Mayor Pete Buttigieg has delivered a provocative response in recent days to those who challenge his empathy with black Americans: His experience as a gay man helps him relate to the struggles of African Americans.

That has angered some African Americans, who view it as an attempt by a privileged white man to claim a type of victimhood that is distinct from the black experience in America, even while others take the comments more favorably.

Oliver Davis, a black council member in South Bend, Ind., where Buttigieg is mayor, said that African Americans, unlike gay people, don’t have the option of “coming out” at their chosen moment — as did Buttigieg, who disclosed his sexual orientation after he had been elected mayor.

“When you see me, you would know that I’m African American from day one,” said Davis, who has endorsed former vice president Joe Biden. “When someone is gay or a lesbian, unless they tell or they are seen in certain situations, then no one is going to know that. They are able to build their résumés and build their career.”

LGBT activists see something different in Buttigieg — a barrier-breaker from a group that has long faced bigotry and violence, a face of the latest struggle for inclusion. And while some successfully conceal their difference, say leaders of the movement for gay equality, that decision can come with its own steep costs.

Evan Wolfson, founder of Freedom to Marry, which helped lead the fight for same-sex marriage, said Buttigieg’s message is not “an attempt to appropriate someone else’s experience.” Rather, he said, the mayor is saying that “because he, too, has had to deal with his own struggles, that has made him more aware of the need to connect with the struggles of others.”

That question — how to square Buttigieg’s privileges with the adversity that comes with anti-gay prejudice — is becoming sharper as the 37-year-old Afghan war veteran rises in the polls and scrambles for ways to connect with black voters. And it renews the issue of how Americans, of any background, will respond to the candidacy of an openly gay man, one who holds hands with his husband and publicly discusses his decision to come out.

The debates are unfolding against a significant shift in the politics of identity. The #MeToo and Black Lives Matter movements continue to resonate, and the successful push for marriage equality hardly marked the culmination of the quest for a fuller set of LGBT rights. As President Trump inflames America’s divides, the Democratic Party is fielding the most diverse set of presidential candidates in history.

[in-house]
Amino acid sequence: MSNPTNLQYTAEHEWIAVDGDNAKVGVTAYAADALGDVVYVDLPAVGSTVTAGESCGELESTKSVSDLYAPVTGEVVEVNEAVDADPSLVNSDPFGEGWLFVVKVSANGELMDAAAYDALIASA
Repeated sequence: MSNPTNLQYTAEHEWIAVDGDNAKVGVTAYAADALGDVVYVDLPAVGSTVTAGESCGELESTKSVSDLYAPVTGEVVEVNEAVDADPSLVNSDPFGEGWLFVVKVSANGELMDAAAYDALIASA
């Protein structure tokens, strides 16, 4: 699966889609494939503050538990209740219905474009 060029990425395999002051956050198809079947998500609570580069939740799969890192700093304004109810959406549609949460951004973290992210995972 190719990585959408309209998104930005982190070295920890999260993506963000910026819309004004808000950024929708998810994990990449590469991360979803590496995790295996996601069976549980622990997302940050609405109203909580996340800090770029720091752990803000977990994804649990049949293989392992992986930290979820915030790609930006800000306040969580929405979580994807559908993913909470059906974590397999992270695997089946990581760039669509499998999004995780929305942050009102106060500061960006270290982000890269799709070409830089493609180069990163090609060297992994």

Buttigieg has shot to the top of the polls in Iowa and is gaining strength in New Hampshire, two largely white states — but he trails badly in South Carolina, the first primary state with a sizable African American population. A recent poll gave him less than 1 percent support among black Democrats there.

The mayor’s current efforts to find common ground are prompting raw feelings, including his comments at the last Democratic debate when the question of race arose.

“While I do not have the experience of ever having been discriminated against because of the color of my skin, I do have the experience of sometimes feeling like a stranger in my own country, turning on the news and seeing my own rights come up for debate, and seeing my rights expanded by a coalition of people like me and people not at all like me,” Buttigieg said.

That drew a sharp response, including from Sen. Kamala D. Harris (D-Calif.), a presidential hopeful and the only black woman in the U.S. Senate. “What he did on the stage, it’s just not productive, and I think it’s a bit naive,” she told CNN after the debate.

Other African Americans agreed, feeling that Buttigieg was implicitly comparing his experience to the unique struggle of black Americans, in a misguided effort to show his empathy.

“I think Kamala had a point, and I understood what she was saying,” the Rev. Al Sharpton, the civil rights activist, said in an interview, though he added that Buttigieg had been misunderstood.

He said Buttigieg is doing his best to reach out. “He’s evolving,” Sharpton said. “Do I think he’s where he needs to be? No.”

The prospect of tension between the black and gay communities worries some people in both groups. “Can’t y’all stop this mess?” Alvin McEwen, a black LGBT activist from South Carolina, recalled thinking to himself amid the furor following Buttigieg’s comments.

“No group wants to have the autonomy of their narrative taken by another group,” McEwen said. “But it also typifies how both communities want to grab on to power and don’t want to listen to each other.”

Asked about the comments during his recent campaign swing in western Iowa, Buttigieg said he was not trying to compare the black and gay experiences, only to say that he is driven to fight for African Americans the way others have fought for him.

“It was people like me and people not like me who came together — starting before I was born and through my lifetime — who have made it possible for things like my marriage to exist, or honestly for somebody like me to even be taken seriously as a candidate for president,” Buttigieg said.